Once upon a time, in a decade long, long ago, (OK, it was the 1980s), Yoshiaki Tsutsumi was sitting on top of the world. He was the richest person in the world with a net worth of $20 billion, with a resort and railway company that owned thousands of square miles of Japanese real estate. At its height, Yoshiaki's Seibu Railway Group owned a transport network, a baseball team, more than 80 hotels, 52 golf courses, and dozens of ski resorts in Japan and across the globe. In many cities in Japan, it was quite possible to board a Seibu train to a Seibu shopping center, hotel, or resort without ever setting foot on another company's property. The media called it the Seibu Kingdom.
And then it all came to a stunning end and Yoshiaki was sent to prison on charges of insider trading and falsifying financial statements in an attempt to prop up his business empire which was on the verge of collapse.
The Seibu Group was so powerful that local authorities were scared of it. In one Japanese town, Seibu employed a quarter of all employees. Seibu also drove those employees to polling booths to support the firm's preferred candidates during elections. Yoshiaki is credited with single-handedly bringing the Winter Olympics back to Asia and to the mountain resort of Nagano in 1998, using a mixture of money and charm with a whiff of scandal and corruption. The rise and fall of Yoshiaki Tsutsumi is a classic tale of greed in a secretive family-run empire.
Tsutsumi reigned over the Seibu Group empire for 40 years and along the way was called a number of unflattering names including tyrant, autocrat, and dictator. One legend reports that some of his employees vomited out of fear before his arrival for a very hands-on inspection of their department.
Yoshiaki Tsutsumi took over the Seibu Group from his father, Yasujiro, in 1964. He was 30-years-old. His father was the son of a farmer who founded the company and demanded undying loyalty from his sons. After a bitter struggle for the leadership of the family business with his brothers, Yoshiaki turned Seibu into one of Japan's postwar success stories fueled by the rise in land prices and the insatiable demand for resorts and hotels by the Japanese market. Most expected the designated successor to be his elder half-brother Seiji Tsutsumi. Seiji instead inherited the Seibu department stores, which he parlayed into the Credit Saison empire. The rivalry between the two brothers' fiefdoms provided fodder for the popular press. Yasujiro Tsutsumi was also a member of the parliament in Japan with deep connections inside the Liberal Democrats, the pro-business party that has ruled Japan for nearly 50 years.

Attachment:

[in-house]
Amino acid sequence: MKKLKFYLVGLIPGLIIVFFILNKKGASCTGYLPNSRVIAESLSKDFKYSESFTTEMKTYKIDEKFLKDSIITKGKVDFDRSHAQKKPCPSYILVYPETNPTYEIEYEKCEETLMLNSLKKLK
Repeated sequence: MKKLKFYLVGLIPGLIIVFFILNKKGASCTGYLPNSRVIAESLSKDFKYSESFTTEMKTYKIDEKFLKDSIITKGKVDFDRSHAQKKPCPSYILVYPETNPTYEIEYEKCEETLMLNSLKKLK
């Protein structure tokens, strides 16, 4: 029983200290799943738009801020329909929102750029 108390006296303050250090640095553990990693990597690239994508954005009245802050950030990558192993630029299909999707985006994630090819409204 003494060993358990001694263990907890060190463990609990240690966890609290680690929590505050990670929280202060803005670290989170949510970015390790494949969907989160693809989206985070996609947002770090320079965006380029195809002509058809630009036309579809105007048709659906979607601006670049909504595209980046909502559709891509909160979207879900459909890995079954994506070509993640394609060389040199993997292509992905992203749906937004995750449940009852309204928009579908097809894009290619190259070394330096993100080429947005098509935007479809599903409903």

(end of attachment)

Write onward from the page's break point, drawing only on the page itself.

The peak of Yoshiaki's power was in the late 1980s. The price of land and stock prices rose steadily fueled by a combination of cheap credit and lax financial regulation. From 1987 to 1990, the Imperial Palace in central Tokyo was valued higher than the entire state of California. As a result, Yoshiaki's vast real estate holdings pushed him to the top of the Rich List and kept him there for four consecutive years. During this time, the 70 companies in the Seibu Group employed more than 35,000 people.
Yoshiaki was always sullen and secretive – a workaholic not known outside of Japan. He was driven by his promise to his father to protect the family fortune and in attempting to do so, concentrated power around himself and a few close friends from his university days. He bought up shares in companies under aliases to avoid takeovers and put them under the control of the private, unlisted holding company Kokudo, of which he was chairman.
Then the economy slowed down in the early 1990s and with it, land prices began to drop, eventually settling at between 20% to 40% of their highest value. As a result, Yoshiaki's Seibu Group was saddled with huge debts. After all, his companies owned one-sixth of all the land in Japan at one point.
Additionally, turnover at the company-owned resorts went up and bookings went down. During this time period, Yoshiaki's paranoia and secretiveness increased as he desperately tried to keep his empire from sinking but concentrating share ownership and ordering his employees to cover his tracks.
When Yoshiaki was arrested at one of his luxury hotels in 2005, his wealth had slipped from $20 billion and the world's richest man to 159th richest in the world. Over the next few years, Yoshiaki's net worth fell from $20 billion to $19 billion to $15 billion to $9 billion. Also, he directly or indirectly controlled 80% of Seibu's stock, which is a violation of the rules of the Tokyo Stock Exchange.
But there was a darker side to the turmoil within the Seibu Group. The former president of Seibu Railway, Terumasa Koyanagi killed himself after admitting that he had been told to lie about financial statements. The order to lie about those financial statements came from Yoshiaki himself.
Yoshiaki Tsutsumi was the richest man in the world from 1987-1990. In '91 and]92 a different Japanese real estate tycoon named Taikichiro Mori was the richest man in the world. Yoshiaki regained the title in '93 when Mori died. Bill Gates unseeded him in 1995. Tsutsumi is no longer a billionaire. In fact, by 1995, his empire had crumbled. He spent the next decade scrambling to cover up his debts. Then, on March 3, 2005, Tsutsumi was arrested on suspicion of violation of securities trading law. The fact is that Tsutsumi had surrounded himself with so many yes men that prosecutors didn't believe him when he claimed to not know about the law-breaking violations that took place in his name.
Tsutsumi pleaded guilty, and on October 27, 2005, he was sentenced to 30 months in prison, suspended for four years, and a fine of five million yen. His suspended sentence expired in October 2009 and he remains indirectly a major shareholder in Seibu Holdings.